Higher trait mindfulness may be associated with better cognitive functioning and academic achievement in college students. Although mediating mechanisms are unclear, lower stress levels could explain this relationship. Participants: Cross-sectional online survey (n = 534; 33% non-white; Apr 2018 – Sep 2019). Path analysis tested Perceived Stress as a mediator between specific facets of trait mindfulness and three measures of self-reported cognitive functioning and academic achievement: Cognitive Abilities, Cognitive Concerns, and GPA. Perceived Stress fully or partially mediated the relationship between all facets of trait mindfulness and perceived cognitive functioning. Only Decentering, however, was associated with higher GPA as a function of lower stress. Lower stress can explain the link between higher trait mindfulness and better cognitive functioning, but not necessarily academic achievement. Future research is needed to address causality, examine objective measures of cognitive functioning, and extend this explanatory model to mindfulness training.

https://www.ncbi.nlm.nih.gov/pmc/articles/PMC8516329/

 

Strengthen the Brain and Improve Cognition in Older Adults with Mindfulness

Strengthen the Brain and Improve Cognition in Older Adults with Mindfulness

 

By John M. de Castro, Ph.D.

 

“mindfulness training, with its emphasis on present-focused attention and regulation of the habitual, reflexive tendencies of the mind, has the potential to enhance cognitive control operations in the elderly and the neural circuitry associated with it.” – Ruchika S Prakash

 

The aging process involves a systematic progressive decline of the body and the brain. Every system in the body deteriorates including cognitive function (thinking ability) and motor function with a decline in strength, flexibility, and balance. There is some hope as there is evidence that these declines can be slowed. For example, a healthy diet and a regular program of exercise can slow the physical and cognitive decline of the body with aging. Also, contemplative practices such as meditation, yoga, and tai chi or qigong have all been shown to be beneficial in slowing or delaying physical and mental decline. Research has found that mindfulness practices reduce the deterioration of the brain that occurs with aging restraining the loss of neural tissue. Indeed, the brains of practitioners of meditation and yoga have been found to degenerate less with aging than non-practitioners.

 

In today’s Research News article “Mindfulness Training Improves Cognition and Strengthens Intrinsic Connectivity Between the Hippocampus and Posteromedial Cortex in Healthy Older Adults.” (See summary below or view the full text of the study at: https://www.ncbi.nlm.nih.gov/pmc/articles/PMC8430251/ ) Sevinc and colleagues recruited healthy elderly participants (aged 65 to 80 years) who were evaluated as cognitively normal and randomly assigned them to receive either mindfulness training or cognitive fitness training. Mindfulness training was delivered in 8 weekly 105 minute sessions and was modelled after the Mindfulness-Based Stress Reduction (MBSR) program containing training in meditation, body scan, and yoga along with discussion and daily home practice. The cognitive fitness training consisted of 8 weekly 1-hour sessions of word finding and crossword puzzle solving along with home puzzle solving. They were measured before and after training for memory and cognitive performance. In addition, their brains were scanned before and after training with Magnetic Resonance Imaging (MRI).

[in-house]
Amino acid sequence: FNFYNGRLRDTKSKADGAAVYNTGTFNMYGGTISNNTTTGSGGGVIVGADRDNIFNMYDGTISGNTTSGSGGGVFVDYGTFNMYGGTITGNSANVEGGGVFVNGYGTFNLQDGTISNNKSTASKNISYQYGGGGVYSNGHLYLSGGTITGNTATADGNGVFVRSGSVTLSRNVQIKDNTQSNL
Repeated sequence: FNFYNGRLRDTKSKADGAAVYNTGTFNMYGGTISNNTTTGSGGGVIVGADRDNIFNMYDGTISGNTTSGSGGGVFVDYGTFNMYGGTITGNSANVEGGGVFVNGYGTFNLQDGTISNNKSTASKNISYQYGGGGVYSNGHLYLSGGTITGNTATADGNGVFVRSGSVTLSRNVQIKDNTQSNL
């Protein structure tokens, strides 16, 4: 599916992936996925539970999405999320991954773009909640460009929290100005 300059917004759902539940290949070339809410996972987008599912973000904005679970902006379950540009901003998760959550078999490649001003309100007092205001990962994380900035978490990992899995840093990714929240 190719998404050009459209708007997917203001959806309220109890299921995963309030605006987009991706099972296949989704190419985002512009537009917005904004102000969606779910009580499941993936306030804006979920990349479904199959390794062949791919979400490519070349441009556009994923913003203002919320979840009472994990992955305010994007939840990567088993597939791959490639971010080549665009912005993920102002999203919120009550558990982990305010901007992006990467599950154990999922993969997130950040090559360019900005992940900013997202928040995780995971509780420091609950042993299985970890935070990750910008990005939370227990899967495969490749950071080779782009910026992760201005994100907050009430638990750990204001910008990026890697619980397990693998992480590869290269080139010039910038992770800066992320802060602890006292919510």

They found that in comparison to baseline the group that received mindfulness training had significant increases in cognitive performance, primarily due to episodic memory improvement, while the cognitive fitness training group did not. The brain scans revealed that the mindfulness group had increased functional connectivity between the hippocampus and the angular gyrus. Additionally, the improved cognitive performance after mindfulness training was associated with increased connectivity between the precuneus and the hippocampus.

 

The findings suggest that mindfulness training improves cognition in cognitively intact elderly individuals. This may be why mindfulness training has been shown to reduce age related cognitive decline and dementia. The results also suggest that these improvements in cognition may be related to changes in the connectivity of the brain. The observed changes produced by mindfulness training were in the connectivity between the hippocampus and the precuneus and between the hippocampus and the angular gyrus. These are structures included in what is known as the brain’s default mode network, which is known to have decreased activity in association with age-related cognitive decline. So, the improved connectivity may indicate that mindfulness training protects the brain from deterioration associated with aging and this may be responsible for improved cognition in the elderly.

 

So, strengthen the brain and improve cognition in older adults with mindfulness.

 

recent research suggests about how mindfulness meditation practice may help keep aging brains fit and functional.” – Grace Bullock

 

CMCS – Center for Mindfulness and Contemplative Studies

 

This and other Contemplative Studies posts are also available on Google+ https://plus.google.com/106784388191201299496/posts and on Twitter @MindfulResearch

 

Study Summary

 

Sevinc, G., Rusche, J., Wong, B., Datta, T., Kaufman, R., Gutz, S. E., Schneider, M., Todorova, N., Gaser, C., Thomalla, G., Rentz, D., Dickerson, B. D., & Lazar, S. W. (2021). Mindfulness Training Improves Cognition and Strengthens Intrinsic Connectivity Between the Hippocampus and Posteromedial Cortex in Healthy Older Adults. Frontiers in aging neuroscience, 13, 702796. https://doi.org/10.3389/fnagi.2021.702796

 

Abstract